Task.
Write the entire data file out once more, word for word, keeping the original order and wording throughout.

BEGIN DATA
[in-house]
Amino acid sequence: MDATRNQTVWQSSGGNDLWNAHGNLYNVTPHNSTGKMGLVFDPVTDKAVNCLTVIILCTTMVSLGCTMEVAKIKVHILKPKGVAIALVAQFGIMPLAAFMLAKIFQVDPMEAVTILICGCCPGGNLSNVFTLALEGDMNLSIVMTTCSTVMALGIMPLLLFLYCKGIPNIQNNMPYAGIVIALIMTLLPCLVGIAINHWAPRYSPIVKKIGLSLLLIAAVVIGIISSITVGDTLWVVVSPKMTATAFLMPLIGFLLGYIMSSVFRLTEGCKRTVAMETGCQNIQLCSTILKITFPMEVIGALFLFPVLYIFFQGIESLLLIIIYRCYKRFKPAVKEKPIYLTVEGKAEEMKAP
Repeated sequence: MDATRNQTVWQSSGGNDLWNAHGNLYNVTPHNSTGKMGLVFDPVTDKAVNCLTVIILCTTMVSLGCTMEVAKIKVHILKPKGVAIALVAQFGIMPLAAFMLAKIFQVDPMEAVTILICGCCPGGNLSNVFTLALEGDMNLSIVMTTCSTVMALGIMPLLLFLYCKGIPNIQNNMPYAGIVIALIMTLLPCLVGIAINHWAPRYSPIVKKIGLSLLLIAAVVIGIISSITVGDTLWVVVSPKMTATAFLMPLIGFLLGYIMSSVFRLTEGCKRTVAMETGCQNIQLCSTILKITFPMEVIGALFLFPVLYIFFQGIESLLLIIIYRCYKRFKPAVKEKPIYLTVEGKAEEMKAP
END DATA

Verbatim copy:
[in-house]
Amino acid sequence: MDATRNQTVWQSSGGNDLWNAHGNLYNVTPHNSTGKMGLVFDPVTDKAVNCLTVIILCTTMVSLGCTMEVAKIKVHILKPKGVAIALVAQFGIMPLAAFMLAKIFQVDPMEAVTILICGCCPGGNLSNVFTLALEGDMNLSIVMTTCSTVMALGIMPLLLFLYCKGIPNIQNNMPYAGIVIALIMTLLPCLVGIAINHWAPRYSPIVKKIGLSLLLIAAVVIGIISSITVGDTLWVVVSPKMTATAFLMPLIGFLLGYIMSSVFRLTEGCKRTVAMETGCQNIQLCSTILKITFPMEVIGALFLFPVLYIFFQGIESLLLIIIYRCYKRFKPAVKEKPIYLTVEGKAEEMKAP
Repeated sequence: MDATRNQTVWQSSGGNDLWNAHGNLYNVTPHNSTGKMGLVFDPVTDKAVNCLTVIILCTTMVSLGCTMEVAKIKVHILKPKGVAIALVAQFGIMPLAAFMLAKIFQVDPMEAVTILICGCCPGGNLSNVFTLALEGDMNLSIVMTTCSTVMALGIMPLLLFLYCKGIPNIQNNMPYAGIVIALIMTLLPCLVGIAINHWAPRYSPIVKKIGLSLLLIAAVVIGIISSITVGDTLWVVVSPKMTATAFLMPLIGFLLGYIMSSVFRLTEGCKRTVAMETGCQNIQLCSTILKITFPMEVIGALFLFPVLYIFFQGIESLLLIIIYRCYKRFKPAVKEKPIYLTVEGKAEEMKAP